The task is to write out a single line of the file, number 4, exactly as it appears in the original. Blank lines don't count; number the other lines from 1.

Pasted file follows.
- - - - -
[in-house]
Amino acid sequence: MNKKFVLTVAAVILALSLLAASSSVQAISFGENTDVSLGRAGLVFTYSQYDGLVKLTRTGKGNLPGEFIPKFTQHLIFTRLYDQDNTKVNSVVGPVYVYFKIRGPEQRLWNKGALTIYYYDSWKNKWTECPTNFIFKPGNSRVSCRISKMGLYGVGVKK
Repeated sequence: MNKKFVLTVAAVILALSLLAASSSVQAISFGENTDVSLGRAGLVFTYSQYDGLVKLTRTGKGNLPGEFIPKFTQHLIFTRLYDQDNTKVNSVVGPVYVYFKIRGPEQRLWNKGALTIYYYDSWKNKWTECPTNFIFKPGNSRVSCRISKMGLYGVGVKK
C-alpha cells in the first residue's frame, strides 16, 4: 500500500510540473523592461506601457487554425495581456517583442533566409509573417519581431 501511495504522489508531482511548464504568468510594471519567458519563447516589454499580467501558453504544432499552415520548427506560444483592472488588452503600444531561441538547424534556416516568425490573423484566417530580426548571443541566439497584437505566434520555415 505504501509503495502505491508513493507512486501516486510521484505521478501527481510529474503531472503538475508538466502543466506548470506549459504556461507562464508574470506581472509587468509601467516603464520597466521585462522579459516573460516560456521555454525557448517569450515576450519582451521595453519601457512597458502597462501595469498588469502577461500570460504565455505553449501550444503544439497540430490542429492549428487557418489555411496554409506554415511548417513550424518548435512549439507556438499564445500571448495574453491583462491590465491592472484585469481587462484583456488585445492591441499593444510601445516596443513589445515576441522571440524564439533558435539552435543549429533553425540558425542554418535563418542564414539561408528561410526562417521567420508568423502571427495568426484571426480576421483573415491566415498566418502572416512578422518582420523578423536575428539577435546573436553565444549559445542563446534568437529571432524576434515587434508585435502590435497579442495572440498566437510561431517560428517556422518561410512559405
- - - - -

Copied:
C-alpha cells in the first residue's frame, strides 16, 4: 500500500510540473523592461506601457487554425495581456517583442533566409509573417519581431 501511495504522489508531482511548464504568468510594471519567458519563447516589454499580467501558453504544432499552415520548427506560444483592472488588452503600444531561441538547424534556416516568425490573423484566417530580426548571443541566439497584437505566434520555415 505504501509503495502505491508513493507512486501516486510521484505521478501527481510529474503531472503538475508538466502543466506548470506549459504556461507562464508574470506581472509587468509601467516603464520597466521585462522579459516573460516560456521555454525557448517569450515576450519582451521595453519601457512597458502597462501595469498588469502577461500570460504565455505553449501550444503544439497540430490542429492549428487557418489555411496554409506554415511548417513550424518548435512549439507556438499564445500571448495574453491583462491590465491592472484585469481587462484583456488585445492591441499593444510601445516596443513589445515576441522571440524564439533558435539552435543549429533553425540558425542554418535563418542564414539561408528561410526562417521567420508568423502571427495568426484571426480576421483573415491566415498566418502572416512578422518582420523578423536575428539577435546573436553565444549559445542563446534568437529571432524576434515587434508585435502590435497579442495572440498566437510561431517560428517556422518561410512559405